The government watchdog for the Department of Homeland Security released a report this week saying that U.S. Immigration and Customs Enforcement released nearly 13,000 illegal immigrants in fiscal year 2014, because ICE deemed they were not enforcement priorities.
The same report from the DHS' Office of Inspector General found that DHS is not gathering and assessing enough data on its various policies of prosecutorial discretion, even though it had promised to do so.
The government watchdog for the Department of Homeland Security said DHS isn't following through on its commitment to track its use of prosecutorial discretion when it comes to policing illegal immigrants.
The report noted that last year, after President Barack Obama announced his executive action on immigration, DHS released memos to describe its new immigration enforcement priorities. Those memos were based on the concept of "prosecutorial discretion," which the government says allows it not to enforce immigration laws against immigrants that don't pose any immediate threat to the country.
Included in one of those memos was a promise by DHS that it would collect data on its new policy, in part to help show how well the policy is working. But the OIG said this is not being done.
"According to the policy, the data is to be collected to promote public confidence in the department's immigration enforcement activities and to provide greater transparency in annual reporting of DHS' removal statistics," the report said.
"DHS does not collect and analyze data on the use of prosecutorial discretion to fully assess its current immigration enforcement activities and to develop future policy," it added. "The department also does not have a mechanism to continuously monitor its use of prosecutorial discretion and improve future policy."
The report noted as an example that ICE had only a rough count of how many illegal immigrants it released because they did not fit the new enforcement priority.
"For example in FY 2014, ICE recorded 12,757 instances in which an ICE officer, after interviewing an individual and determining he or she was not an enforcement priority, used prosecutorial discretion to release the alien," the report said. "However, according to ICE, the prosecutorial discretion data may not always be accurate and complete."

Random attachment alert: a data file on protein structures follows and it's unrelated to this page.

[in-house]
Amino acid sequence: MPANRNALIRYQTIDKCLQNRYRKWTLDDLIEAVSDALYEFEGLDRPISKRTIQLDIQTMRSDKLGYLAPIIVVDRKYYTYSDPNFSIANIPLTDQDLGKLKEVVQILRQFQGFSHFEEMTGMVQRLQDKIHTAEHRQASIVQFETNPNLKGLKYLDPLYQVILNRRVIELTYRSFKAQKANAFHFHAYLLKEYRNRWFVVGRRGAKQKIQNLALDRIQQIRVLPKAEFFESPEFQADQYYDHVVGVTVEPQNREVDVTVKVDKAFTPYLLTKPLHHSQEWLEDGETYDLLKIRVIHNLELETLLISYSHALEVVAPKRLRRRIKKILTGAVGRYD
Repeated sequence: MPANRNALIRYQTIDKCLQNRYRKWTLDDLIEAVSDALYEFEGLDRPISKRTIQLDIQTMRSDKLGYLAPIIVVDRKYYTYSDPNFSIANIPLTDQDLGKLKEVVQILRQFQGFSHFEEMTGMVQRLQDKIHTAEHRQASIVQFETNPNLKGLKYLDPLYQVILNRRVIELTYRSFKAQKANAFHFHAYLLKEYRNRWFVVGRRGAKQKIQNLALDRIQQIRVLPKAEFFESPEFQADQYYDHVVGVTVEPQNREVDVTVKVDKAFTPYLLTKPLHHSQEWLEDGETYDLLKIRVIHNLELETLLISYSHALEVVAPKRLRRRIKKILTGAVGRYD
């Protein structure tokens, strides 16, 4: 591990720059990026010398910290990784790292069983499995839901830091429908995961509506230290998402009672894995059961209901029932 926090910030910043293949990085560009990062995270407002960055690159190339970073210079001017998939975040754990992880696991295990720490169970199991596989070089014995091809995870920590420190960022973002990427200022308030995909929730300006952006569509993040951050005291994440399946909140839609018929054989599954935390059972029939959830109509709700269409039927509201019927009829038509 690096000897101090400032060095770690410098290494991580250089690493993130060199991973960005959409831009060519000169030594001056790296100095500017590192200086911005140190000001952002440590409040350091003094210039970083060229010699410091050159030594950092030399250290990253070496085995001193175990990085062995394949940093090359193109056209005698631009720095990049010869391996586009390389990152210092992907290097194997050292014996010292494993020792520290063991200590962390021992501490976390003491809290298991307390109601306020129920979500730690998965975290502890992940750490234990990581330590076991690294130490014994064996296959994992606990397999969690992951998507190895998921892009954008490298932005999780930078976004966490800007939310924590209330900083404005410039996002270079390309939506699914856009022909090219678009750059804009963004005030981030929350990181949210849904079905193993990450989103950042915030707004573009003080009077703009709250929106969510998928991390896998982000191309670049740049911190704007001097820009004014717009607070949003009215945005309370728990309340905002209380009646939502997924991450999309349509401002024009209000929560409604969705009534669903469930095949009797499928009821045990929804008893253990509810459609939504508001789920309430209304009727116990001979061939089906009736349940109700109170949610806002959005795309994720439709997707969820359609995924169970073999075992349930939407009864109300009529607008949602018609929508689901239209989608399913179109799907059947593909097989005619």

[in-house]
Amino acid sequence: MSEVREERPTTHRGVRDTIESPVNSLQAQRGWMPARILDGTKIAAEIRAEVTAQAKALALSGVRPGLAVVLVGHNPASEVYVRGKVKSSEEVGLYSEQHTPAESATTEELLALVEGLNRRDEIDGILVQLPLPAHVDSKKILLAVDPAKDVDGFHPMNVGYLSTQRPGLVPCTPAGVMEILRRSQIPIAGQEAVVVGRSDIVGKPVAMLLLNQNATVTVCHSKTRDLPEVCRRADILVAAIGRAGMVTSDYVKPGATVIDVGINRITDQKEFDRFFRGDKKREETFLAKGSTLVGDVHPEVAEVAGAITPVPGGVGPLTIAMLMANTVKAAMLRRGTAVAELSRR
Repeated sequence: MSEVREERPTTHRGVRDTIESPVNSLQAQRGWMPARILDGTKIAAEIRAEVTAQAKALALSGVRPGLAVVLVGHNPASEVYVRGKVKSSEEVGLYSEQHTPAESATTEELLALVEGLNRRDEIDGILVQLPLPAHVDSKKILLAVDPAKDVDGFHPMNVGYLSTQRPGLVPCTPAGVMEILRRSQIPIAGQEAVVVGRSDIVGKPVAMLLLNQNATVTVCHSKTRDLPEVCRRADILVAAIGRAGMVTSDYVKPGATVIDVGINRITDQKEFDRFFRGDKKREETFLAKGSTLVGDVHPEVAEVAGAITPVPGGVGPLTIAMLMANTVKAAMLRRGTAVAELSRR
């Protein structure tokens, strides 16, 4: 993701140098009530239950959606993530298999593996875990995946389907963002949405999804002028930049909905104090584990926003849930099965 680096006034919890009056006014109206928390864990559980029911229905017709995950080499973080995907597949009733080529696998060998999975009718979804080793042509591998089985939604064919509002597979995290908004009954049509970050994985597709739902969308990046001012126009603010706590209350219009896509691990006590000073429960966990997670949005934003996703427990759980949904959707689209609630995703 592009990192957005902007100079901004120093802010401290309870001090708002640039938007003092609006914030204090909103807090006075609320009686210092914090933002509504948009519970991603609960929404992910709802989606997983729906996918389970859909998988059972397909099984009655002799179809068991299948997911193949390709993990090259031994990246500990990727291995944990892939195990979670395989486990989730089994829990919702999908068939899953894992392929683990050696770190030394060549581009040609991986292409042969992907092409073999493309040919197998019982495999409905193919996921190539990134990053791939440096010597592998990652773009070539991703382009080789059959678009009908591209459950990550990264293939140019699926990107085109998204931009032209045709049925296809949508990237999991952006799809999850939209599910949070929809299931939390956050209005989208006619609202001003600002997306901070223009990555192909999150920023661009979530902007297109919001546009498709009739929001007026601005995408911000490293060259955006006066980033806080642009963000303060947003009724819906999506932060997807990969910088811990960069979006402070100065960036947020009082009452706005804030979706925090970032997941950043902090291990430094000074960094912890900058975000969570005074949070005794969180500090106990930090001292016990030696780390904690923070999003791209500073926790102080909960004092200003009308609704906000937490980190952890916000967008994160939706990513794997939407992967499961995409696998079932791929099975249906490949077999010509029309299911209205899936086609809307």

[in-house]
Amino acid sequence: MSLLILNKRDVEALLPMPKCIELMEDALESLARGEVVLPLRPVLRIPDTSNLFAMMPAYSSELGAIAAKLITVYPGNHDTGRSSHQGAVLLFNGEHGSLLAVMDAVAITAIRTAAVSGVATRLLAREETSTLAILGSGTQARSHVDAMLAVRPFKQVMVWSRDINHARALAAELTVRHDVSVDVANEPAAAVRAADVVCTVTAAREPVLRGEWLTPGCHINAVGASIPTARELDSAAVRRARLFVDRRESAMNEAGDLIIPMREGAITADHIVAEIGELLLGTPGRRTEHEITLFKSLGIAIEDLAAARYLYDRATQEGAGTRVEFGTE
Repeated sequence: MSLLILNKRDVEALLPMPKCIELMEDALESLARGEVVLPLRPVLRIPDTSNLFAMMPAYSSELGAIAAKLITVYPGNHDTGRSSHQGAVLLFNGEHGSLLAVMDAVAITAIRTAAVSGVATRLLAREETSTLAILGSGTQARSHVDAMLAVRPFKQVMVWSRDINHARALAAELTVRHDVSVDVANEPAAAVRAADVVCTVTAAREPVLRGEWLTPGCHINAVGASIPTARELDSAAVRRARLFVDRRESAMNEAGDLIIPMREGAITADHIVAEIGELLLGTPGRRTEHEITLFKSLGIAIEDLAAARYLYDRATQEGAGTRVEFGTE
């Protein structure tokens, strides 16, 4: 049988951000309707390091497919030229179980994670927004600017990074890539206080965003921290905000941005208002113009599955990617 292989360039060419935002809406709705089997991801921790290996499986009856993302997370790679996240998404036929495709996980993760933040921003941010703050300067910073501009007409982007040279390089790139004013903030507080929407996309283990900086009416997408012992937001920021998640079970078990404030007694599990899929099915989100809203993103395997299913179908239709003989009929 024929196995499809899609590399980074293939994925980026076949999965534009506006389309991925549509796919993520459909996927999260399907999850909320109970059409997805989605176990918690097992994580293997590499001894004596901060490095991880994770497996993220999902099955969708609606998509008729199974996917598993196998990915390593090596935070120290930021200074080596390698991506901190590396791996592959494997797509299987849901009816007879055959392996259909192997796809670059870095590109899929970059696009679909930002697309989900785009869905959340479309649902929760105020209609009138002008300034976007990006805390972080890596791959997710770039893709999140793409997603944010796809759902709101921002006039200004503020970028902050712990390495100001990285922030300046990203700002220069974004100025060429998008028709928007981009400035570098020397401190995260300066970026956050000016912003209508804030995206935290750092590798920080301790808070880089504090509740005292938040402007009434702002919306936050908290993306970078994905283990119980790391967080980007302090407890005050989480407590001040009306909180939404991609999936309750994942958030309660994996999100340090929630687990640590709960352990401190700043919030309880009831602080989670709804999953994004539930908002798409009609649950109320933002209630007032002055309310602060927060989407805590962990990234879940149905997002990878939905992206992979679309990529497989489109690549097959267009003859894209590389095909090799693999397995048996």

House Judiciary Committee Chairman Bob Goodlatte (R-Va.) slammed DHS for failing to live up to its pledge to track its use of prosecutorial discretion.
"As a result, the American people are left in the dark about the effects of the administration's immigration policies and dangerous criminal aliens who have committed a crime in their home country may be able to find amnesty in the United States," he said. "While it is inexcusable that DHS does not monitor the use of prosecutorial discretion, it's even more important that the Obama Administration end its reckless policies."
The Obama administration made two major announcements about prosecutorial discretion — one in 2012, when it created the Deferred Action for Childhood Arrivals program, and again in 2014, when it expanded DACA and created a new program called DAPA, which allowed parents and legal guardians of legal U.S. residents to avoid deportation.
Both policies allow illegal immigrants to apply under these programs to be officially spared of any deportation threat. Republicans have said those policies to affirmatively spare whole classes of people from deportation go far beyond the traditional meaning of prosecutorial discretion, which should instead be limited to a case-by-case examination of any immigrant that is apprehended.
Obama's expansion of DACA and the creation of DAPA have been put on hold, as a federal judge imposed an injunction on those programs that is still being assessed by the Fifth Circuit Court of Appeals.